3 Simple Ways to Loosen Up While Painting

Posted on March 20, 2017 by Angelique Abare | 2 comments

A common question I get from you concerns a topic that I also struggle with regularly - loosening up. I have a tendency to get very tight, especially when I am drawing. I believe this echoes back to my first love, technical drawing. First and foremost I wanted to pursue medical illustration, until I fell in love with paint. I taught myself to draw tight, technical, and methodically - working over everything until it was perfectly representational.

Flash forward, and a bulk of my time in the studio is spent editing myself, walking away, and forcing myself to have restraint. Over the years I have discovered a few exercises and practices that have helped me loosen up, and I wanted to share a few with you here today.

Warming up with your Non-Dominant Hand

A tried and true method of retraining your body and your eye is using your non-dominant hand to translate some objects around you. These can be quick sketches, focusing on drawing exactly what you are seeing and pulling those shapes down onto the paper; focus on the relationship of negative space to object form. When you are finished warming up, take a moment to look at how even with rougher lines, you are still able to translate the objects into discernable forms on the paper. Remember this while you are working - trust the viewer to use the visual clues you provide.

Drawing Negative Space Only

Another great warm up is to focus only on the space surrounding your object, and exploring how you can represent an object without drawing it. Notice how to the objects around your subject intersect and build a space for the given object to exist. This exercise also helps you build more engaging compositions, and helps retrain your eye to focus on the object in the world, and translating that object, rather than drawing the idea of the the object you construct in your head.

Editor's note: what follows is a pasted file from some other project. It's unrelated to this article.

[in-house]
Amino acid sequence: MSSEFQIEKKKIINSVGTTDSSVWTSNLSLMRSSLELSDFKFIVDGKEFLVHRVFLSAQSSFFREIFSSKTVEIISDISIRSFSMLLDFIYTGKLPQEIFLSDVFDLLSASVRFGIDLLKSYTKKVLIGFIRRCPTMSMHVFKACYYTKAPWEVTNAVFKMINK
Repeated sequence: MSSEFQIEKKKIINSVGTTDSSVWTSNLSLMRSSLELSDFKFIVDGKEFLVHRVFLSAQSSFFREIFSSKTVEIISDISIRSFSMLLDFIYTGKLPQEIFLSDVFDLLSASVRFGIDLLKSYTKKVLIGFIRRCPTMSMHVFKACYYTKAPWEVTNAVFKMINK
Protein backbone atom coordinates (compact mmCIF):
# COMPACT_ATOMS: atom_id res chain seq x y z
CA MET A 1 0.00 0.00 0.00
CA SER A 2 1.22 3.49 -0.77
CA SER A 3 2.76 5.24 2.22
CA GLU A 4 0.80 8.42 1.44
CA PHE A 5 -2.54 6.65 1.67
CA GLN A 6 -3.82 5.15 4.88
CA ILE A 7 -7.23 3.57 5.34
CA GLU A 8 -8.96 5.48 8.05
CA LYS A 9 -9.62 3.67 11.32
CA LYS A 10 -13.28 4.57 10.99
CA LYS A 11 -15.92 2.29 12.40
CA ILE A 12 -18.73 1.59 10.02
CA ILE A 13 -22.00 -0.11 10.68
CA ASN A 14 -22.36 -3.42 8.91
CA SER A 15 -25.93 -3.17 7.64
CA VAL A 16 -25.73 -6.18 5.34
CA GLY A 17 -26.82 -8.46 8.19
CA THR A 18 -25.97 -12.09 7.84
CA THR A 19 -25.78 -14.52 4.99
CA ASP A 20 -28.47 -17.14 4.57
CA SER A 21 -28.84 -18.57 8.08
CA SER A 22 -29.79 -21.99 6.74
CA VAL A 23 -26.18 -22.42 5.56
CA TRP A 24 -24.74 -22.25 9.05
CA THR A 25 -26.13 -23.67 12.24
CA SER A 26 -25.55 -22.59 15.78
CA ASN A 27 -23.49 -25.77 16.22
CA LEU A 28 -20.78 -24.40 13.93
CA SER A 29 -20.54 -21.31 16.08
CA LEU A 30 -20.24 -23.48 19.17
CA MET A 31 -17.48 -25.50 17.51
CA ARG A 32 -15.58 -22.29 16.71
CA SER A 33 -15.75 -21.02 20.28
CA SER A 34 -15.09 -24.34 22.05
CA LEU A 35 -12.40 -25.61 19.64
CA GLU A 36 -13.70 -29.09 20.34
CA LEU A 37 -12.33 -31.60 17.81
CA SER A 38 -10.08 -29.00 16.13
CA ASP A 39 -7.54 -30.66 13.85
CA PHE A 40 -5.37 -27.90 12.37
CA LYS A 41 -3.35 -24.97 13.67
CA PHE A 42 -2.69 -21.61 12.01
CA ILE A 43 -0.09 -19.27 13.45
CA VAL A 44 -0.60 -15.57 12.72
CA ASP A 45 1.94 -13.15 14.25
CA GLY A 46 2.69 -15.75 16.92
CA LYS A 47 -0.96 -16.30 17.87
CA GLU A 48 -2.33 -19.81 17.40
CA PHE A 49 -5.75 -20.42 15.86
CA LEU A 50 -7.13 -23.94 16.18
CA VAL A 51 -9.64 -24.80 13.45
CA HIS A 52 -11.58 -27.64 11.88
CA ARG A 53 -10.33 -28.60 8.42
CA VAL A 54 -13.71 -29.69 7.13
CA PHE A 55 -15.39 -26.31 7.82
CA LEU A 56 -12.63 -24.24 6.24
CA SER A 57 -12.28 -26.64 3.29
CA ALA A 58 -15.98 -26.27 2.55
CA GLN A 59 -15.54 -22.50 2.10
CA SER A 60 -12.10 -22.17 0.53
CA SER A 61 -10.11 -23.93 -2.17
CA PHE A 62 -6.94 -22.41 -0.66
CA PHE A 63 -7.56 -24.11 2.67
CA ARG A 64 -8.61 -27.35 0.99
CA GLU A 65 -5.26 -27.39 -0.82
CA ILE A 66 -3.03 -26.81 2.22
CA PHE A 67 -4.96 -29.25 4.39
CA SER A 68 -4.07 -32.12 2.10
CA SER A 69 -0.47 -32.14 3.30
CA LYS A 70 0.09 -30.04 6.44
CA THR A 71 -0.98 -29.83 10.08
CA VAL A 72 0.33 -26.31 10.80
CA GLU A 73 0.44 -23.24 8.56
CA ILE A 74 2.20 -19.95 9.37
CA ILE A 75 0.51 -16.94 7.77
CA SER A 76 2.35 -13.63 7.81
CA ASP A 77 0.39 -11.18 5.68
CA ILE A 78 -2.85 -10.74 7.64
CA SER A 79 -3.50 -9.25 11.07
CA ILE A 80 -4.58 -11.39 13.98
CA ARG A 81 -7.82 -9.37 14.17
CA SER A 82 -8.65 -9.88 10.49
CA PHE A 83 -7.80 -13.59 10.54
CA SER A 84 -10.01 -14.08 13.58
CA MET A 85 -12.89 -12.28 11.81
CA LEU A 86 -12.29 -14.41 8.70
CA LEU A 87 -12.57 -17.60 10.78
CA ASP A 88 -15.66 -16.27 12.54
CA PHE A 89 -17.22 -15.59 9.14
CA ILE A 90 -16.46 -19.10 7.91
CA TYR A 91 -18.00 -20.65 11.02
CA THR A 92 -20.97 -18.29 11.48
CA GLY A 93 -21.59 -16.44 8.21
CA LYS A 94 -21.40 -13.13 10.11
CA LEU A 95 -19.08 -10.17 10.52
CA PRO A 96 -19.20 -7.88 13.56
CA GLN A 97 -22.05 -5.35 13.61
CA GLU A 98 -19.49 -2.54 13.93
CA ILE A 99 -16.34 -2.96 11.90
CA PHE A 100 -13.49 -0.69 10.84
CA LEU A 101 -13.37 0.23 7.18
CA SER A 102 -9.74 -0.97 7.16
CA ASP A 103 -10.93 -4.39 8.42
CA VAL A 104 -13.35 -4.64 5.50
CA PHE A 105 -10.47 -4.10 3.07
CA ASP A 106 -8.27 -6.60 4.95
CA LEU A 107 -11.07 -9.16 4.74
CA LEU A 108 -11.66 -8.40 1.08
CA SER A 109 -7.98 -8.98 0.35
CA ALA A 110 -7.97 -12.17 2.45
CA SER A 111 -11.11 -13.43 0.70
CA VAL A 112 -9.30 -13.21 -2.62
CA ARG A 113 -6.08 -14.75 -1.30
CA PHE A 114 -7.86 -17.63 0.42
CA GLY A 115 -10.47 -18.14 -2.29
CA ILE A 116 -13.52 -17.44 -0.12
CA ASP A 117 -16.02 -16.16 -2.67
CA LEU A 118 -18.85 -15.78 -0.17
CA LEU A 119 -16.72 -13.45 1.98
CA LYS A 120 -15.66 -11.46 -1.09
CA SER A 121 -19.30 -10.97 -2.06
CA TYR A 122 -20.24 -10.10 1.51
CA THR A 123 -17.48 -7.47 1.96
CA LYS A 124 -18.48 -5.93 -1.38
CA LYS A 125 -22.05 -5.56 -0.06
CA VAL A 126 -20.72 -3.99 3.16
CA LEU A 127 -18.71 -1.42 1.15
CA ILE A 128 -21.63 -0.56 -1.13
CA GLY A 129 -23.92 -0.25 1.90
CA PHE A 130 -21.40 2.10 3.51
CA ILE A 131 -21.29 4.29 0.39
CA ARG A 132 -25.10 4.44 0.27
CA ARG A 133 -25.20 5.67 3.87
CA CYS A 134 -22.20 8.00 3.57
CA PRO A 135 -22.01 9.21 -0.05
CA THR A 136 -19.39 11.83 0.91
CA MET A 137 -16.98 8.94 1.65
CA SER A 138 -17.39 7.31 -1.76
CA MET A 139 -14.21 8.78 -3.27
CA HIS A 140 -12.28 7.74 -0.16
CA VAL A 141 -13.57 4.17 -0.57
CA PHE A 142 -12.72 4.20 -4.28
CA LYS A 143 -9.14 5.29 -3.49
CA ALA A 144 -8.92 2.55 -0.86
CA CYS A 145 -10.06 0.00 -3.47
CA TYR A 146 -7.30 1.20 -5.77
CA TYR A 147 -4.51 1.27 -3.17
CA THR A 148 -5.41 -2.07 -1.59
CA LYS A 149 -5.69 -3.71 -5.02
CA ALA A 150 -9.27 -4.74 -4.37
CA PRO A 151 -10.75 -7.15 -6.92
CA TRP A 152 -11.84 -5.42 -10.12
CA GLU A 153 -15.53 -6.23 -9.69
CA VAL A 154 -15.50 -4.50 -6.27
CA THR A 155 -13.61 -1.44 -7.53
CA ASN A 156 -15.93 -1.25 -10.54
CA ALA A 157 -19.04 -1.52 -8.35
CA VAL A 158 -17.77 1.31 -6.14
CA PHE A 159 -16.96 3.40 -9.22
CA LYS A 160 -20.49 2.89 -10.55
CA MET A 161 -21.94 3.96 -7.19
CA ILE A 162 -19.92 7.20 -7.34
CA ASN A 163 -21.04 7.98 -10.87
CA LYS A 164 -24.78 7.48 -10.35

Ditch the Small Brushes and Limit Your Palette

Attack a painting using two brushes and a limited palette. I challenge you to use only a large wash brush and a medium round brush, and a palette that consists of no more than 4 colors. This will help train you to focus on form and value to communicate volume, rather than line. I keep any brushes smaller than a 6 in my desk drawer, and I am now allowed to use them until final touches, to add a bit a line quality or patterning, and only after I am finished with form.

I encourage you to give each of these exercises a try, and share your results with me on Instagram using the hashtag #AKDUNI, a new project coming to you guys, full of Drawing and Painting advice and free classes. Sign up for our newsletter to be the first to hear when classes will launch!

Until then, I can’t wait to see your sketchbook updates and your results with my tricks on loosening up. XOX-

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August 07, 2020



August 07, 2020


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